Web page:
Other key health benefits

But napping isn’t just good for lowering your blood pressure. According to the findings of one review article published in the Journal of Sleep Research, napping enhances various aspects of waking performance—particularly vigilance, logical reasoning, reaction time, alertness. It also decreases sleepiness, sleep latency, and fatigue. 

Napping may also improve your disposition, lower tension, and decrease the risk of heart disease, according to The National Sleep Foundation

Regular, short naps can help lower tension, which decreases your risk of heart disease. Get the most health benefits out of your nap by doing it right. Stick to a regular napping schedule during optimal hours, which are between 1:00 p.m. and 3:00 p.m.

“Regular, short naps can help lower tension, which decreases your risk of heart disease. Get the most health benefits out of your nap by doing it right. Stick to a regular napping schedule during optimal hours, which are between 1:00 p.m. and 3:00 p.m. This timeframe is optimal, since that's usually after lunchtime, when your blood sugar and energy starts to dip. Keep shut-eye short; and nap in a dark room so that you’ll fall asleep faster.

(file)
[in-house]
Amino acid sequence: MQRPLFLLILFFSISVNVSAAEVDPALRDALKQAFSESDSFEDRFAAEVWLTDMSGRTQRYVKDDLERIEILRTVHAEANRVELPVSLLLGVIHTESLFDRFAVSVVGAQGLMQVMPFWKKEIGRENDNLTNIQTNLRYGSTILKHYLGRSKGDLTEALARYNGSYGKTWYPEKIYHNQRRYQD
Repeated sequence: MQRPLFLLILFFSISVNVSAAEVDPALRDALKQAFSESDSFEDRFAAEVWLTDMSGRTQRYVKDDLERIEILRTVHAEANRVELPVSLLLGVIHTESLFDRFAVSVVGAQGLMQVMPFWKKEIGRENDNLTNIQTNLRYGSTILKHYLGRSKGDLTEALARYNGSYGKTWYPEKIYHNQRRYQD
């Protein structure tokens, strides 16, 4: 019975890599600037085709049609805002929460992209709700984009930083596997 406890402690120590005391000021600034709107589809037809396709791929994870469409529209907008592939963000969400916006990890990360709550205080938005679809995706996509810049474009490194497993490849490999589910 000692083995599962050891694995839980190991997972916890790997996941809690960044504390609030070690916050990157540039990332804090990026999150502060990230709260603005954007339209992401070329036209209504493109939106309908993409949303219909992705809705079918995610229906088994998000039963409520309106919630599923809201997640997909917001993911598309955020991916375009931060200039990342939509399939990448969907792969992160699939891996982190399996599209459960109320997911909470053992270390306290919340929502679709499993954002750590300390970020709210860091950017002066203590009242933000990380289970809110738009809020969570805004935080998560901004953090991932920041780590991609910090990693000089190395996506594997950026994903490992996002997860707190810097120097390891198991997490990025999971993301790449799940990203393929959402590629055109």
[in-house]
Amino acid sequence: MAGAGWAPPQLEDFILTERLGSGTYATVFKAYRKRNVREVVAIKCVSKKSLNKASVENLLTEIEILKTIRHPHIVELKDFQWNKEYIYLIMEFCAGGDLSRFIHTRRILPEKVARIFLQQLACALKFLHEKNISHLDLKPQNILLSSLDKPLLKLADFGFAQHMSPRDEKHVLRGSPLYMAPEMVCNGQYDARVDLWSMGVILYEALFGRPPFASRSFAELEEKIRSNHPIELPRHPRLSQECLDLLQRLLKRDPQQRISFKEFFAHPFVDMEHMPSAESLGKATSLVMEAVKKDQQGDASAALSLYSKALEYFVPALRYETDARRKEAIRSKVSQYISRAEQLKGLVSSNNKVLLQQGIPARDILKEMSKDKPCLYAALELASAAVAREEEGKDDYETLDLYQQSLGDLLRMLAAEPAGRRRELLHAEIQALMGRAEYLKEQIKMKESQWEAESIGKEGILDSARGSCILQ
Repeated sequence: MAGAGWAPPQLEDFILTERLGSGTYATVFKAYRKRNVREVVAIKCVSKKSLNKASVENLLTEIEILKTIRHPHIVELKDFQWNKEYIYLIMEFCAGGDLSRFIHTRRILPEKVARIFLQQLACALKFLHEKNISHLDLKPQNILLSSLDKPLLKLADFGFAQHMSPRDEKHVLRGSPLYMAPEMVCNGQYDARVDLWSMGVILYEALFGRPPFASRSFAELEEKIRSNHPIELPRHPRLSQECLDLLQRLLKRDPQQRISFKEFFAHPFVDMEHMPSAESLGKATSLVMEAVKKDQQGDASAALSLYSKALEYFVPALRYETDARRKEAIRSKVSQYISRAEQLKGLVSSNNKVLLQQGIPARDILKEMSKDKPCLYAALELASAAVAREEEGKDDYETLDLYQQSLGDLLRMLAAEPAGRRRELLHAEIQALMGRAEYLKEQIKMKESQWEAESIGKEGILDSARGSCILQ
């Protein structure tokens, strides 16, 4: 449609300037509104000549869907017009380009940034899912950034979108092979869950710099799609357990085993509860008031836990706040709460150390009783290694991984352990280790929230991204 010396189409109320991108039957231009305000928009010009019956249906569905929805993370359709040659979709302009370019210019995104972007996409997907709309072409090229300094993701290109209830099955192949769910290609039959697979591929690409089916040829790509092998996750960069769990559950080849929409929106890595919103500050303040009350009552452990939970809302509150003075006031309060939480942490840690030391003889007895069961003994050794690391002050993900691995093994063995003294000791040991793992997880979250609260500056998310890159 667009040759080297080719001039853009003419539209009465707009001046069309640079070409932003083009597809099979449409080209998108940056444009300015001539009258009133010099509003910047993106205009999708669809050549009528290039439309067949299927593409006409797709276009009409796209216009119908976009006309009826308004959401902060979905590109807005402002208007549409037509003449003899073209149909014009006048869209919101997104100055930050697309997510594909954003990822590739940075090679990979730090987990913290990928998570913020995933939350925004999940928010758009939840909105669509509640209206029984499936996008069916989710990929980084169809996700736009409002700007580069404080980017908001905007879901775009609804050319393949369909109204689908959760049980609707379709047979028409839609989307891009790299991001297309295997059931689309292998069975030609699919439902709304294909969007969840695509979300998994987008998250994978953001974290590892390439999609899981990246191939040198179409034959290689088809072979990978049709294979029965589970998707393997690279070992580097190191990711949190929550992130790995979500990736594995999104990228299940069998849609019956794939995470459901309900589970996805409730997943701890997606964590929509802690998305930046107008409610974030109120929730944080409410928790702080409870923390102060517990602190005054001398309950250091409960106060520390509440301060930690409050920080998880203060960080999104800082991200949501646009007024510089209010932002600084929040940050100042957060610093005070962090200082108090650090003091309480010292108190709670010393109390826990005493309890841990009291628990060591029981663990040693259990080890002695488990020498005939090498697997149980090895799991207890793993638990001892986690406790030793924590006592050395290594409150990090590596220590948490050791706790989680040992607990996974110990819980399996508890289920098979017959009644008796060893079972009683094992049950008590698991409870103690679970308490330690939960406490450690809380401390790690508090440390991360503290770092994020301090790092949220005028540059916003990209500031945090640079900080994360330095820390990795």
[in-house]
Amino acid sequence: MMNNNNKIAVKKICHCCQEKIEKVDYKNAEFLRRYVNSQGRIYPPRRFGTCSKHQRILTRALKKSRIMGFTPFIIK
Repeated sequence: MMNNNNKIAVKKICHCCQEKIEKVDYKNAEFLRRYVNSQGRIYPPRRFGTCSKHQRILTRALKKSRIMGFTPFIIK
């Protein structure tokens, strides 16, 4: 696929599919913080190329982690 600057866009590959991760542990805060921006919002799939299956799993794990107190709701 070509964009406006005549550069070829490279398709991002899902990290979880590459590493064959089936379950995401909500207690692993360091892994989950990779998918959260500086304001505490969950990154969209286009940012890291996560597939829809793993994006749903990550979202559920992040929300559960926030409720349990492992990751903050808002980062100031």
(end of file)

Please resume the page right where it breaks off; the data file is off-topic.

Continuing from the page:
“As anyone who has suffered from a sleepless night knows, it’s hard to be chipper the next day. Sneaking in a nap can help erase that sleep-deprived irritability. Keep in mind, a short snooze is a wiser choice than sipping espresso if you need a mid-day reboot, since consuming caffeine in the afternoon or evening can negatively affect your nighttime slumber. Napping is a natural way to revive your energy.”